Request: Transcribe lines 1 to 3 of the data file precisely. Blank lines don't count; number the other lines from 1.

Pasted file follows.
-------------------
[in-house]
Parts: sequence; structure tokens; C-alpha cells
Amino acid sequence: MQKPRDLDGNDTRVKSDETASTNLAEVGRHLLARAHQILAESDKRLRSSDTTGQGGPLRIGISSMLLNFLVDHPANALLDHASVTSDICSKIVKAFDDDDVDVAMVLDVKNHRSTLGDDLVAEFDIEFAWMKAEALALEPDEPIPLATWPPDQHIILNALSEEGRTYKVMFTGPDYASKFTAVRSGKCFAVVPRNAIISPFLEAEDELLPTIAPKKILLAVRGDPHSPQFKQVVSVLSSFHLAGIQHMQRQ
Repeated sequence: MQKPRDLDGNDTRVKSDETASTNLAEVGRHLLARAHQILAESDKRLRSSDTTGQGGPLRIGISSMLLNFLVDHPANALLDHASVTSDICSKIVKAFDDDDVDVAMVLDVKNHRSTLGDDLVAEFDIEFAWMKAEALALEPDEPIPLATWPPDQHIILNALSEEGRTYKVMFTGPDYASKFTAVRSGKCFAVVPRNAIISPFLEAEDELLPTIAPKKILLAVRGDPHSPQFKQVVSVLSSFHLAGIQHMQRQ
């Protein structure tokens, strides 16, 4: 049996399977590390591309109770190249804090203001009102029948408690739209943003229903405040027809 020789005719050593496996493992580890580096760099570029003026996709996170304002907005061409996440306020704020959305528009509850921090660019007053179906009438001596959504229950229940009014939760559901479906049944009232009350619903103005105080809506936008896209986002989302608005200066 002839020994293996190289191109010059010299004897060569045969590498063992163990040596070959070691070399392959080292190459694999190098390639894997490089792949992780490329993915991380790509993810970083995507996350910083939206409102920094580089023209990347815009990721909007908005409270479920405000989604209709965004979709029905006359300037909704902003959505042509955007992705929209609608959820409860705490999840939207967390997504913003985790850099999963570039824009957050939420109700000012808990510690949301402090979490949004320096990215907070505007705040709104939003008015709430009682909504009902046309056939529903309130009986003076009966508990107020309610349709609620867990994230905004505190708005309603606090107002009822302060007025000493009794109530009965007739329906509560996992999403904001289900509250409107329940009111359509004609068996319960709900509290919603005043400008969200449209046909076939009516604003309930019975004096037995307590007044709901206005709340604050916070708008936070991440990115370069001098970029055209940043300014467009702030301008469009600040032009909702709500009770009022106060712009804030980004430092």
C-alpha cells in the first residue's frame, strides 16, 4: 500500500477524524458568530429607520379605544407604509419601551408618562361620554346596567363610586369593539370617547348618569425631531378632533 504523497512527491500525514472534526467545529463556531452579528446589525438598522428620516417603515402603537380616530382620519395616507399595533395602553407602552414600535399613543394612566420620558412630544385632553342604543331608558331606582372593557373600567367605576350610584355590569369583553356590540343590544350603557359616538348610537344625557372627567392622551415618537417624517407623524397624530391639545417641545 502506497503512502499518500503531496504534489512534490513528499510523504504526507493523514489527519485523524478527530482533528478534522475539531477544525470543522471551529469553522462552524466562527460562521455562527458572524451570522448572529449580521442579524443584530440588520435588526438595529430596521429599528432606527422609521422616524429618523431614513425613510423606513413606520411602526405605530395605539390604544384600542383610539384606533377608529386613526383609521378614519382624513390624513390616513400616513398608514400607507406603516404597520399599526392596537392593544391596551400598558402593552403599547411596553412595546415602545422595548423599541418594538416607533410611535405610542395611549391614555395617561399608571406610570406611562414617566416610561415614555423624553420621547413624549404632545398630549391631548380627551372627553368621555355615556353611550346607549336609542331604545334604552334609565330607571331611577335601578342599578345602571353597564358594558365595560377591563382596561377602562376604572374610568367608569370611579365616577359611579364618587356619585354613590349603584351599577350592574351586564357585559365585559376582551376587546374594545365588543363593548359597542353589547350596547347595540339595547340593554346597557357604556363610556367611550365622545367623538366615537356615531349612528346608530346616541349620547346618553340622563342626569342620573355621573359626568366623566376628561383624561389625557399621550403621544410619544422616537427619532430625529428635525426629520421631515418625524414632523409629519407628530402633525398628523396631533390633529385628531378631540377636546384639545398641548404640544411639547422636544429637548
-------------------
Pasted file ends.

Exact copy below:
[in-house]
Parts: sequence; structure tokens; C-alpha cells
Amino acid sequence: MQKPRDLDGNDTRVKSDETASTNLAEVGRHLLARAHQILAESDKRLRSSDTTGQGGPLRIGISSMLLNFLVDHPANALLDHASVTSDICSKIVKAFDDDDVDVAMVLDVKNHRSTLGDDLVAEFDIEFAWMKAEALALEPDEPIPLATWPPDQHIILNALSEEGRTYKVMFTGPDYASKFTAVRSGKCFAVVPRNAIISPFLEAEDELLPTIAPKKILLAVRGDPHSPQFKQVVSVLSSFHLAGIQHMQRQ